Environmental Science Goes Into the Field

Ari+Cox%2C+a+junior%2C+records+data+for+a+forestry+study+as+Cassie+Paley+hangs+from+a+grapevine+near+her.++%E2%80%9CForests+are+wonderful+places+to+go+to%2C%E2%80%9D+said+Cassie%2C+who+is+taking+Environmental+Science+at+State+High+during+her+senior+year.+%28Photo+courtesy+of+John+Donoughe%29
Back to Article
Back to Article

Environmental Science Goes Into the Field

Ari Cox, a junior, records data for a forestry study as Cassie Paley hangs from a grapevine near her.  “Forests are wonderful places to go to,” said Cassie, who is taking Environmental Science at State High during her senior year. (Photo courtesy of John Donoughe)

Ari Cox, a junior, records data for a forestry study as Cassie Paley hangs from a grapevine near her. “Forests are wonderful places to go to,” said Cassie, who is taking Environmental Science at State High during her senior year. (Photo courtesy of John Donoughe)

Ari Cox, a junior, records data for a forestry study as Cassie Paley hangs from a grapevine near her. “Forests are wonderful places to go to,” said Cassie, who is taking Environmental Science at State High during her senior year. (Photo courtesy of John Donoughe)

Ari Cox, a junior, records data for a forestry study as Cassie Paley hangs from a grapevine near her. “Forests are wonderful places to go to,” said Cassie, who is taking Environmental Science at State High during her senior year. (Photo courtesy of John Donoughe)

Quincy Steidle, Staff Writer

Hang on for a minute...we're trying to find some more stories you might like.


Email This Story






The Brush Mountain Sportsmen’s Association property became an outdoor classroom for a group of State High students on October 23. Along with teacher John Donoughe, Environmental Science students participated in a real-life study involving topics of forestry and dendrology (the study of trees) that they learned in class.  The study was about determining the market value of an area managed for wildlife habitation and, in the future, to generate income, students used a compass and pacing tactics to ensure results of the study were random and unbiased.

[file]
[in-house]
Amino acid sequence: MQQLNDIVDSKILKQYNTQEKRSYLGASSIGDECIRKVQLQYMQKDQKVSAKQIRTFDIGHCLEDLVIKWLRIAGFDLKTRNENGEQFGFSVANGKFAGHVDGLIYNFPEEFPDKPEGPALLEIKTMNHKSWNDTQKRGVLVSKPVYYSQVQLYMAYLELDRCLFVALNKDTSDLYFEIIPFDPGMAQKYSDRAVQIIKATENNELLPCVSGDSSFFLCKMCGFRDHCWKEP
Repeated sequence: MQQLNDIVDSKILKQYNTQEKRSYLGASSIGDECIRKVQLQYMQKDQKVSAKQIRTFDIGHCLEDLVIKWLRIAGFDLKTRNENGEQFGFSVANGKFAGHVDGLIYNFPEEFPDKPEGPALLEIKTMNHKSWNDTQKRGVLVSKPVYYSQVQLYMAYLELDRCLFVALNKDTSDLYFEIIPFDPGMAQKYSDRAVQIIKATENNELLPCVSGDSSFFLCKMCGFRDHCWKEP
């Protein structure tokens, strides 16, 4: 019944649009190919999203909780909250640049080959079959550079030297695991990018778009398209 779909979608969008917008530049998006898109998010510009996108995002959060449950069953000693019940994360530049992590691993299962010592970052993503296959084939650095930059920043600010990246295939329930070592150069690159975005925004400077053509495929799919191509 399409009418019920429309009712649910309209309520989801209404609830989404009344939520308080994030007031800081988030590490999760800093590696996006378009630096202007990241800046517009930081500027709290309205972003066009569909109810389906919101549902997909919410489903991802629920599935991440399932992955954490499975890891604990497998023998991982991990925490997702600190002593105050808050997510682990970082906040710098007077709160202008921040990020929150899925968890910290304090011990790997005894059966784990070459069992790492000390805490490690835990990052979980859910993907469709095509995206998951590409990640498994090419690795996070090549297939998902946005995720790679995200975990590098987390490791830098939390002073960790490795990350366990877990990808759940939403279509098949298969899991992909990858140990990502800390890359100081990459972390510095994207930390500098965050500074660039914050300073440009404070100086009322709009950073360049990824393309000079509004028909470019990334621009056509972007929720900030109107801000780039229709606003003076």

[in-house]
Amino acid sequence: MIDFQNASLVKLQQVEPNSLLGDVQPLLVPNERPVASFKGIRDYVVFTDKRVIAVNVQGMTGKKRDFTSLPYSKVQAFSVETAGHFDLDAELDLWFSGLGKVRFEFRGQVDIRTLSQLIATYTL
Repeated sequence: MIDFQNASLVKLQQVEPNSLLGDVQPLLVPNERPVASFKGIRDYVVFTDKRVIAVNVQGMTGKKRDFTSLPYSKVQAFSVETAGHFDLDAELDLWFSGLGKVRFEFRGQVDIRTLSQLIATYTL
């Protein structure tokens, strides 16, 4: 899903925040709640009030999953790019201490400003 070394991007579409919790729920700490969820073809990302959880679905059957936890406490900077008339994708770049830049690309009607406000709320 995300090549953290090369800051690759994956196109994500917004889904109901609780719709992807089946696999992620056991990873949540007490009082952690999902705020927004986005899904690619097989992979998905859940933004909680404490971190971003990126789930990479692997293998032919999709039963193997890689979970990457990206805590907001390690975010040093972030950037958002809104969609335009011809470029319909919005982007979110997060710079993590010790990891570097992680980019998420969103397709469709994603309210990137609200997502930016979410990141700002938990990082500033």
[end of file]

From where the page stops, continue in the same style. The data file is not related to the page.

“The club has over 600 acres of forest and developed a 10-year management plan with the help of a consulting forester,” Mr. Donoughe said. “When the work was complete, we did a walking tour of the property to see many of the forest management practices that have been in place for up to nine years and are already yielding results.”  The study the students completed showed that the area they surveyed is making good progress towards being harvested.

“Students worked in teams of three or six depending upon the data being collected.  Some worked harder than others, some didn’t like getting their shoes muddy, others were very excited to be working in the field.  Everyone seemed to enjoy lunch on the log. Most would agree that you just can’t beat using the woods as a classroom on a gorgeous fall day,” Mr. Donoughe said.

“Even those who were not engaged during class participated and worked hard during our trip. It seemed like in a different environment, everyone had the opportunity to do well,” Ari Cox, a junior who participated in the study, said.

“We were able to gain real-world experience while also helping a larger organization,” Cox said. Since the Brush Mountain Sportsmen’s Association is a nonprofit organization, the participants earned three hours of community service for their work in collecting the data in addition to a hands-on experience in the areas they had been studying in the classroom.

Print Friendly, PDF & Email